Emotions are an essential part of people’s lives and yet their essence can be difficult to define. James Gross and Lisa Barrett examine several different perspectives which lead to very different definitions of emotions in a paper titled ‘Emotion Generation and Emotion Regulation: One of Two Depends on Your Point of View’ freely available here.
This is a quite tricky paper to get to grips with because it reviews a large number of models, a number of which are very complex and which are grouped into a few categories. In the introduction the authors argue that there are some fundamental differences in perspective on emotions resulting in several distinct definitions. This in turn has an impact on how emotions are investigated. These perspectives are characterised as follows
1. Emotions are biological phenomenon that are regulated
2. Emotions result from cognitive appraisal
3. Emotions are psychological constructs
4. Emotions are social constructs
Table 1 is quite helpful as it gives a detailed overview of these different models. I find it difficult to reject the 1st model as it seems fairly intuitive. Some of the emotions we experience are so quick that we don’t have time to think about them. They can also seem very real to us and have measurable effects on our bodies. The startle response is a good example. Within a second, you can move from a relaxed state to being startled by a loud noise that gets the heart racing before you’ve recovered. When I think of such experiences it is difficult for me to see how they can be a social construct. To me, the biological reality of emotions must be acknowledged at least for some of the emotions. From an evolutionary perspective this makes a lot of sense as we share mechanisms that allow us to survive in difficult circumstances. The fight or flight response is observed not just in people but in a large number of other species. However there are more complex emotions – awe for instance – which have more reflective associations.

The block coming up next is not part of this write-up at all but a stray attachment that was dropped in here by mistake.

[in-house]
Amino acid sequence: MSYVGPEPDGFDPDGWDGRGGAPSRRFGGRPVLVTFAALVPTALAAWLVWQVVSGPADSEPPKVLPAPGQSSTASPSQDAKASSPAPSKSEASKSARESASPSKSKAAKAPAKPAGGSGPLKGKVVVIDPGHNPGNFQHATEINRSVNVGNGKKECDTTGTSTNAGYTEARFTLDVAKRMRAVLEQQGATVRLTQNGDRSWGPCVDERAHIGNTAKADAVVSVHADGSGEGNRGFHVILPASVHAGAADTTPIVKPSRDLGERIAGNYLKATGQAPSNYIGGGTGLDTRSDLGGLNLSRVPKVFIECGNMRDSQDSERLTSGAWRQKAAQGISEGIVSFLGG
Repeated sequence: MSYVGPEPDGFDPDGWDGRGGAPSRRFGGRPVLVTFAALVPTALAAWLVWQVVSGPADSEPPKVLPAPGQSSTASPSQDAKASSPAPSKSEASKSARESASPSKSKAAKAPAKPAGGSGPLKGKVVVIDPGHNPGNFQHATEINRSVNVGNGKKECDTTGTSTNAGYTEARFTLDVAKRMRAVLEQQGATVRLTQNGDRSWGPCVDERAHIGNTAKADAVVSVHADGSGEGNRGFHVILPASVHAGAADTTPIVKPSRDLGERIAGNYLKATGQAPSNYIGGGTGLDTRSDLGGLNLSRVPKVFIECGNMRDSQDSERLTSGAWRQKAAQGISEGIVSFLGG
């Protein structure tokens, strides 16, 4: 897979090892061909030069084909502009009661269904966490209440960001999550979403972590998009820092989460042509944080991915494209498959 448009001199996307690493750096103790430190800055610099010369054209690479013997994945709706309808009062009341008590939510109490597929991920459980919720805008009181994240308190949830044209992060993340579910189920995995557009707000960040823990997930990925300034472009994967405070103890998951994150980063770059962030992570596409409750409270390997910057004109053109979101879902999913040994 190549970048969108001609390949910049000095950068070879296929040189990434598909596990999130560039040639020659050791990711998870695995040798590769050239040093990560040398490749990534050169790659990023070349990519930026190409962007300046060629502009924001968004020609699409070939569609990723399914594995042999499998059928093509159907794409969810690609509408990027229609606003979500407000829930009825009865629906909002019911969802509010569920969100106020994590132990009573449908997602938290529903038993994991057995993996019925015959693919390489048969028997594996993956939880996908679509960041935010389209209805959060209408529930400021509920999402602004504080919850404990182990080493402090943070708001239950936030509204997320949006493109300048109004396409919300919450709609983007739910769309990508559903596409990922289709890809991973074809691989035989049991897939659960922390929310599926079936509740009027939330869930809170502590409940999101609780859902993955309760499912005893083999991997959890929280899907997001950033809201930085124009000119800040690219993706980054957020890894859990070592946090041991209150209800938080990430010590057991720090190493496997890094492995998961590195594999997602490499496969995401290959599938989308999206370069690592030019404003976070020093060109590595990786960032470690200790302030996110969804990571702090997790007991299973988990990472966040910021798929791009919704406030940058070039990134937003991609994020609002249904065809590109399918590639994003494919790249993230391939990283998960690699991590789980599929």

That emotions result from a cognitive appraisal seems to me to be a manifestation of the James-Lange Theory which starts with the premise that there is a psychological experience and a physiological association. The emotions are embedded in the body and mind and the relationship between the two is integral to the emotion. Already we can see that the broad categories above might be too simplistic and that a mixture of the models may be more consistent with reality. However the authors have pointed out that the above categories really exist along a continuum and so a certain degree of flexibility is afforded. The cognitive appraisal model involves the attachment of a meaning label to the emotional experience.If emotions are psychological constructs, the authors argue that the emotion can result from the integration of diferent ‘mental states’. Thus for example the basic emotional experiences may combine with perceptual experiences to form an emotion. This model is appealing as it recognises the dynamic nature of the mind as well as the parallel experiences that form the stream of consciousness to which at any point we may assign a label.
Finally the social construction of emotions is for me the most intriguing and difficult to grapple with. If I understand this correctly we have an internal experience that is influenced by our surrounding culture. If we expect that an emotion has certain associations then we may be more likely to focus on those associations. Perhaps this is analogous to the placebo response in which a pharmacologically inactive compound has a physiological effect on the body which is consistent with the cultural associations of that compound in the form of a pill. As we live in a world of meaning and there are many mechanisms by which this meaning can be translated into physiological effects, this model doesn’t seem too far-fetched. Indeed on closer inspection it mirrors the complexity of our interactions with the world. If we imagine certain cultural icons we may experience associated emotions that result from our relationship with those icons.The authors then go onto constrast how emotions might be generated and regulated within those models. The exploration that results helps to accentuate the differences between the models and highlight some of the difficulties that follow.This paper offers a useful starting point for consideration of emotions and provides the reader with a number of different perspectives that characterise the complexity of this subject.
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